More often than not I find myself asking the same question, “What can I do to make a difference in the world?”

Life is full of grey. I learned this as I travelled in my younger days. I experienced one adventure after another, with a smile on my face that went from ear to ear, while simultaneously witnessing and experiencing hardships that affect many people around the globe. I am more than just a small business owner. I am a mother, with a deep love for the world! Nomadic at heart, and in life, I have ventured to places many people only read about. The love I developed for people stemmed from my childhood, and is rooted in the footsteps of my dear grandmother. I was eager to get into the world, so I could fight for human rights, and I did in Australia, but I also saw heartbreaking scenes in Indonesia; they are things I will never forget, and part of what drives me today.

The explorer in me loved the adventure, but my primary purpose was to act as a voice for the indigenous people as I stood beside them in protest of human rights violations.

While in Indonesia, I witnessed the human sex-trafficking industry firsthand. The injustice those women experienced encouraged me to push on, and to find a way to make a difference by bringing awareness. The fear that permeated me could have stopped me from being true to my passion, but instead I continued my travels.

I landed in Venezuela & in Argentina. Then, in 1999, I returned to the United States. My profound compassion and understanding for others, as well as my love of people is what led me to study Anthropology at University of Central Florida. I learned I was expecting, so I moved to Hawaii where I finished my B.A Degree from Thomas Edison State University. Then, I built a house in Fiji.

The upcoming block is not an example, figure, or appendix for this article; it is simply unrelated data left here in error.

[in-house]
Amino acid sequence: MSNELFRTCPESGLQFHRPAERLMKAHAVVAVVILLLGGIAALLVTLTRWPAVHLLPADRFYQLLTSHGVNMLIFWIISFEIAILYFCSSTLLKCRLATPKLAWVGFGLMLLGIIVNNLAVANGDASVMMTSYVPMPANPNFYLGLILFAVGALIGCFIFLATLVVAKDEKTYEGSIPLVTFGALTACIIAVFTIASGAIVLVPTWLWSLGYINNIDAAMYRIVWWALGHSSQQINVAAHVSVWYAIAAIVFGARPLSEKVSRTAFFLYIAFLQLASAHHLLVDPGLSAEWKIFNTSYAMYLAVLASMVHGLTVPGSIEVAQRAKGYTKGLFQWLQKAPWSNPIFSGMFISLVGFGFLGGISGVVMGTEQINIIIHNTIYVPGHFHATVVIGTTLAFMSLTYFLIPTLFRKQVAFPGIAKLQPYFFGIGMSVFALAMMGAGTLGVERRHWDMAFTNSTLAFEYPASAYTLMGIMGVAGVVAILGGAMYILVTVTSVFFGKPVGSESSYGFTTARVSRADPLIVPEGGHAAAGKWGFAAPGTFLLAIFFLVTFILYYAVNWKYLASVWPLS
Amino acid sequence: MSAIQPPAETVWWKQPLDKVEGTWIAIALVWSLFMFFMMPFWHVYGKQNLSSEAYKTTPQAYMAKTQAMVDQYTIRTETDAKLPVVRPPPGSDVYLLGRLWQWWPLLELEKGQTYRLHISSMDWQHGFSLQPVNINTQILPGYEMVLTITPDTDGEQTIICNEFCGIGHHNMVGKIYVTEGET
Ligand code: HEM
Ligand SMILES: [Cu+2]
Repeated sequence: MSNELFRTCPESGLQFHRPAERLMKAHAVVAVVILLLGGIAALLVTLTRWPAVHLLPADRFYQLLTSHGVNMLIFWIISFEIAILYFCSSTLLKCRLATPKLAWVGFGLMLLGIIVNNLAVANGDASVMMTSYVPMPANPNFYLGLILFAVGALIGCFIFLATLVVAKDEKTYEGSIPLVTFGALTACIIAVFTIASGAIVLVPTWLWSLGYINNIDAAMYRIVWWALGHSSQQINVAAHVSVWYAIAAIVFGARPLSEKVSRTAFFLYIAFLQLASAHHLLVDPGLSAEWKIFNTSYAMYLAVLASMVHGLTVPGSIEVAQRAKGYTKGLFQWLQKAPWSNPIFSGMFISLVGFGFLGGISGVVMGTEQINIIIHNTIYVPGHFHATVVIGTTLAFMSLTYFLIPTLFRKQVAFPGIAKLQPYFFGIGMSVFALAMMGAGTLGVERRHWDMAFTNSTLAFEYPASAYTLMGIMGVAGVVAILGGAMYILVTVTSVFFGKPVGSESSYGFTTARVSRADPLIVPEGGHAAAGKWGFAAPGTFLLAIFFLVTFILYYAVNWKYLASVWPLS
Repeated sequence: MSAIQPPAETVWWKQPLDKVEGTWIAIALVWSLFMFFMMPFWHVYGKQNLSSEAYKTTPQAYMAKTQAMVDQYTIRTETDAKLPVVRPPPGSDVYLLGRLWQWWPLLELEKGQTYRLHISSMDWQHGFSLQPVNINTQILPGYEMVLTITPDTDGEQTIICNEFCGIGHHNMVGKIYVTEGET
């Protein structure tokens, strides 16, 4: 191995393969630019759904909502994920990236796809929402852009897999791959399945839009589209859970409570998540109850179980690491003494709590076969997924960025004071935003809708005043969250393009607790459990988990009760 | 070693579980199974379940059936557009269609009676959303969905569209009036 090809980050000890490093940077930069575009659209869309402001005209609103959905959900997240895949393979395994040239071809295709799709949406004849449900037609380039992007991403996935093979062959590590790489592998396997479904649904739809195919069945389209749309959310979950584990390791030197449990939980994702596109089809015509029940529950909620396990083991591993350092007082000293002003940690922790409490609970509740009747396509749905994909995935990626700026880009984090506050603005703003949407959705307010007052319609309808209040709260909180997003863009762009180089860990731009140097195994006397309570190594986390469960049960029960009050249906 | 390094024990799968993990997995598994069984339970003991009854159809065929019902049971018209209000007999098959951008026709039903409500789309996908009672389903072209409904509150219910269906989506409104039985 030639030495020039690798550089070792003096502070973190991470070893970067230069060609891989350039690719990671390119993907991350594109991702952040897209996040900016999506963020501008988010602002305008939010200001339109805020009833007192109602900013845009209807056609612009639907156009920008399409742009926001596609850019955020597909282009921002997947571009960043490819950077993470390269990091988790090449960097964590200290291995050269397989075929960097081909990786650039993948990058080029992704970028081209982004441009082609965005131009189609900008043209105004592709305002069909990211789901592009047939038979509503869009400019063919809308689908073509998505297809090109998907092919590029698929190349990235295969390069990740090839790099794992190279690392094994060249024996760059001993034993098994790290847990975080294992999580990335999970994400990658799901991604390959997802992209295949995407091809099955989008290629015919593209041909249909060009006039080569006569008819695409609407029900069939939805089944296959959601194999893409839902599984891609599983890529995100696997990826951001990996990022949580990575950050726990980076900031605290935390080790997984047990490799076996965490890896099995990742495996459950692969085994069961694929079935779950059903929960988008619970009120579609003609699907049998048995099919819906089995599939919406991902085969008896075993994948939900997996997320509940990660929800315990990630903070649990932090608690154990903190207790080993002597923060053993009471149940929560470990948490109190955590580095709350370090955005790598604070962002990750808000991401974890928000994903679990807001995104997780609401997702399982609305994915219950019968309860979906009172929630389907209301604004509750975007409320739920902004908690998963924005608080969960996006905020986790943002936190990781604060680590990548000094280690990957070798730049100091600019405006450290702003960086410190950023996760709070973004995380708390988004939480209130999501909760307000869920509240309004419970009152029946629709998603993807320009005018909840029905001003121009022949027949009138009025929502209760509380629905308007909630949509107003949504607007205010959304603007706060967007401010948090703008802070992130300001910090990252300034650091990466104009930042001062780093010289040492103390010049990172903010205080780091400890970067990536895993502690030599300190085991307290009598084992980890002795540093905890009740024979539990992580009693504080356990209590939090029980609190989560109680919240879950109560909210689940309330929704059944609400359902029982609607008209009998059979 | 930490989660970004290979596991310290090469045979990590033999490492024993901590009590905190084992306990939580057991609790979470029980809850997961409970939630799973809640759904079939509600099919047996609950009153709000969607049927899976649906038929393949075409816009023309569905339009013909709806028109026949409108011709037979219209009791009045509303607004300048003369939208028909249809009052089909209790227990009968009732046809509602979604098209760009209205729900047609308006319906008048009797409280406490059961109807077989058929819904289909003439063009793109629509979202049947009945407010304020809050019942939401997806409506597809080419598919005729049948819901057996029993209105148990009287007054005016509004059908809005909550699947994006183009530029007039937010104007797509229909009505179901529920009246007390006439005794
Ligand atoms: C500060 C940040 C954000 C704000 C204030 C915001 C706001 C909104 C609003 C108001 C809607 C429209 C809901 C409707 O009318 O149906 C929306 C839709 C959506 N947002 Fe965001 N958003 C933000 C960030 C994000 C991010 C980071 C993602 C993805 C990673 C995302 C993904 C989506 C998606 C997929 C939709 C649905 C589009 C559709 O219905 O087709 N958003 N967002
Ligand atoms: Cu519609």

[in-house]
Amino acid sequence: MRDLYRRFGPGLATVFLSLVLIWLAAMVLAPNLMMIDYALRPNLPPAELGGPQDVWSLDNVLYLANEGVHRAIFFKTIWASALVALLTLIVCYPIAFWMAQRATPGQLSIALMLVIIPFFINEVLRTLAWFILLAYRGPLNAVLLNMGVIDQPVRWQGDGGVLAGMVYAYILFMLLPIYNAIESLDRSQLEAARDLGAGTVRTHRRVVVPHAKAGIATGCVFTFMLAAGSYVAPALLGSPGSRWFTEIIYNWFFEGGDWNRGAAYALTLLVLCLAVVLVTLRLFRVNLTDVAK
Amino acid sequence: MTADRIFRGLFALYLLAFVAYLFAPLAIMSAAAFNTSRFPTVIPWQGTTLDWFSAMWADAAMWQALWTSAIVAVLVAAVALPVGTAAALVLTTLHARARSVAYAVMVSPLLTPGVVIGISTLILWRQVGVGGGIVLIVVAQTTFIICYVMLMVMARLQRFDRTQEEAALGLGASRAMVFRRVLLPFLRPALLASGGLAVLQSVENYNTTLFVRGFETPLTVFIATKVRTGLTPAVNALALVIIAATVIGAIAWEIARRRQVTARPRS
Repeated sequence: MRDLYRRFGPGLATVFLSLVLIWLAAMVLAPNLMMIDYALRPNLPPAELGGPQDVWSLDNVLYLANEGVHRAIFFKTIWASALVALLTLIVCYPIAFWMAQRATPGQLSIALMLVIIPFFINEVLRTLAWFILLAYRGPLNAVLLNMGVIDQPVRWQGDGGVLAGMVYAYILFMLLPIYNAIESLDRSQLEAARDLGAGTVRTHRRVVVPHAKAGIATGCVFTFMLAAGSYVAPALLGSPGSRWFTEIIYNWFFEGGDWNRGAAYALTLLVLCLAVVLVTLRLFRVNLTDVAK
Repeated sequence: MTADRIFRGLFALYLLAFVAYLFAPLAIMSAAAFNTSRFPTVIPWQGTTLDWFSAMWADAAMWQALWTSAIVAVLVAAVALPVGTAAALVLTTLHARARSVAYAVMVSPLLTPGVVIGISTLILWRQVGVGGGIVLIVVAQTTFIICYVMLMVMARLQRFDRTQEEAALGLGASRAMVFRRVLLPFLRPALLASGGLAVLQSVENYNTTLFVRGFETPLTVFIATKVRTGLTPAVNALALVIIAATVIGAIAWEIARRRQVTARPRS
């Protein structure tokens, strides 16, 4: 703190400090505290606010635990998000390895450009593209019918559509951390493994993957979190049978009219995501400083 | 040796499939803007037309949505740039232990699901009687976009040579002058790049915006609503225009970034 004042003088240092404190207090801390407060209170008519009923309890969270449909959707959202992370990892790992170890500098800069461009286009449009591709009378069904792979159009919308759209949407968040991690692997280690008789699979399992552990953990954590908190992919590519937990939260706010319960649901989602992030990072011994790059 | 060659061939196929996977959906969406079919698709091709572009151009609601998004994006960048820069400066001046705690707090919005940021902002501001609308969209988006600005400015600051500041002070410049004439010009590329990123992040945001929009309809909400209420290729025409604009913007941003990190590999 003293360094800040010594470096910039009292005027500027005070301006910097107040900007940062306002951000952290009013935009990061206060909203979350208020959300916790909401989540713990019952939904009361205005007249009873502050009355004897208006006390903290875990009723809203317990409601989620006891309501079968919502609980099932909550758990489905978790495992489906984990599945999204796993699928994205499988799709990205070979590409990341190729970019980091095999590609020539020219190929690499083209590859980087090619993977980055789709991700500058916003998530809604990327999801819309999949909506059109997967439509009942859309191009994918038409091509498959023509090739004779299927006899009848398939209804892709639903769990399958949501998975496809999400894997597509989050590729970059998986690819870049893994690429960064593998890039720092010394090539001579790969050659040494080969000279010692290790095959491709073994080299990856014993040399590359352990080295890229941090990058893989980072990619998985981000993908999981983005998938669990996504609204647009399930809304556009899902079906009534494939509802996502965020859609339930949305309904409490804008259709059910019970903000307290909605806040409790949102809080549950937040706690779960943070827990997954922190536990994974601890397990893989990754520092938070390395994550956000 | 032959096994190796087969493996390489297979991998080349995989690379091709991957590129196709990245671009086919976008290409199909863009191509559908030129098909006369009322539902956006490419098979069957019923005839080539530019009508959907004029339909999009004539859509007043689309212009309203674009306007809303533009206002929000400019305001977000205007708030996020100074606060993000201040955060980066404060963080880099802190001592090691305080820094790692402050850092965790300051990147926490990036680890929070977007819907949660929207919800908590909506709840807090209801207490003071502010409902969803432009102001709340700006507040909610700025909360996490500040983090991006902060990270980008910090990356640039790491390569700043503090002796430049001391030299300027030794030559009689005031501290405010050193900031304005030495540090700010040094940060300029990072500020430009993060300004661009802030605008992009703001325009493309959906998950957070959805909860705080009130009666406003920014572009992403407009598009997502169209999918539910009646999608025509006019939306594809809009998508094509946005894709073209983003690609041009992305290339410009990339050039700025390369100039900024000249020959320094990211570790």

A few years later I moved to Florida, and then back to Hawaii where I began working in archaeology. After an accident at work I was left with no job, not much food, barely a place to live, a dog, and a car that my workers compensation just couldn’t pay for. I felt stuck, which was not okay with me. I wasn’t entirely sure how I was going to make a difference just that I wanted to, and I realized I also had to support my daughter, so I took a business class.

The vision I had for my project was something I couldn’t let go of. I imagined selling artwork from various countries and then paying the artists for their work. After some more digging I learned my dream had a name: fair trade! I dove into the market headfirst, but I had another goal in mind – environmental sustainability.

Creating jobs for indigenous people is also part of what motivates me, so I decided to take both ideas and combine them. As a result, Rootzy Fair Trade was born. We recruit villages around the world to clean out landfills, one piece of trash at a time. The artisans then use the items collected to make various artwork, which includes fashion, such as purses and clothing, as well as aesthetic pieces. Our products are unique, and handmade by people that used to depend on charity, and suffered poor working conditions. All of our pieces come with information about the artist, which makes each product more personal. Because of fair trade values we are able to pay fair wages and to establish good working conditions, for the people in these villages, while we also do our part to clean up the environment.